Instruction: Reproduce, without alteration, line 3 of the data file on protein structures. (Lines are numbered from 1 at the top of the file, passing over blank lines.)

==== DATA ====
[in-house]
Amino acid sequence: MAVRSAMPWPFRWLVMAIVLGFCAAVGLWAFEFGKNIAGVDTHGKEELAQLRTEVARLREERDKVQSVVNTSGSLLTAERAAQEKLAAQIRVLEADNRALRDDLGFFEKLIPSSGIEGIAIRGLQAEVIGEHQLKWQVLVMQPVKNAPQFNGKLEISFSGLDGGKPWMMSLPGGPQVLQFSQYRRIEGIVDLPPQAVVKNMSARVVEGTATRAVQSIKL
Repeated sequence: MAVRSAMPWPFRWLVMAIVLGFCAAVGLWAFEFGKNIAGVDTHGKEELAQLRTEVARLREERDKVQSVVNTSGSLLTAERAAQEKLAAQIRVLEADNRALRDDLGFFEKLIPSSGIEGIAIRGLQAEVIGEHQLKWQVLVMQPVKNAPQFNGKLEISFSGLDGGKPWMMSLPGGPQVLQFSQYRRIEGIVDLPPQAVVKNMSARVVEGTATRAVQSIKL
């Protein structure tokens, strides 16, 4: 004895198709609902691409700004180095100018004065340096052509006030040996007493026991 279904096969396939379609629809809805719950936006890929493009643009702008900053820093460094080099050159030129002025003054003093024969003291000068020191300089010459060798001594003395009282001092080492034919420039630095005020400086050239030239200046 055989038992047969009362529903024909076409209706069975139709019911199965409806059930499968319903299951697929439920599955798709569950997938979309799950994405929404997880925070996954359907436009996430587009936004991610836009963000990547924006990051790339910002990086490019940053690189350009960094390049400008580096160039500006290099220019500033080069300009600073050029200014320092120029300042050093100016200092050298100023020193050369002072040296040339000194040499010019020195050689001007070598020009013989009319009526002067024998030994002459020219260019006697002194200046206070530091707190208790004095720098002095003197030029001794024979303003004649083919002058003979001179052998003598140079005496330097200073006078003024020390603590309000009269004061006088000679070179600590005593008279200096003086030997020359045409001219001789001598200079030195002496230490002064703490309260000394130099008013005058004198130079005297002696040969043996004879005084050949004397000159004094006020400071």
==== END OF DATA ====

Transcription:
Repeated sequence: MAVRSAMPWPFRWLVMAIVLGFCAAVGLWAFEFGKNIAGVDTHGKEELAQLRTEVARLREERDKVQSVVNTSGSLLTAERAAQEKLAAQIRVLEADNRALRDDLGFFEKLIPSSGIEGIAIRGLQAEVIGEHQLKWQVLVMQPVKNAPQFNGKLEISFSGLDGGKPWMMSLPGGPQVLQFSQYRRIEGIVDLPPQAVVKNMSARVVEGTATRAVQSIKL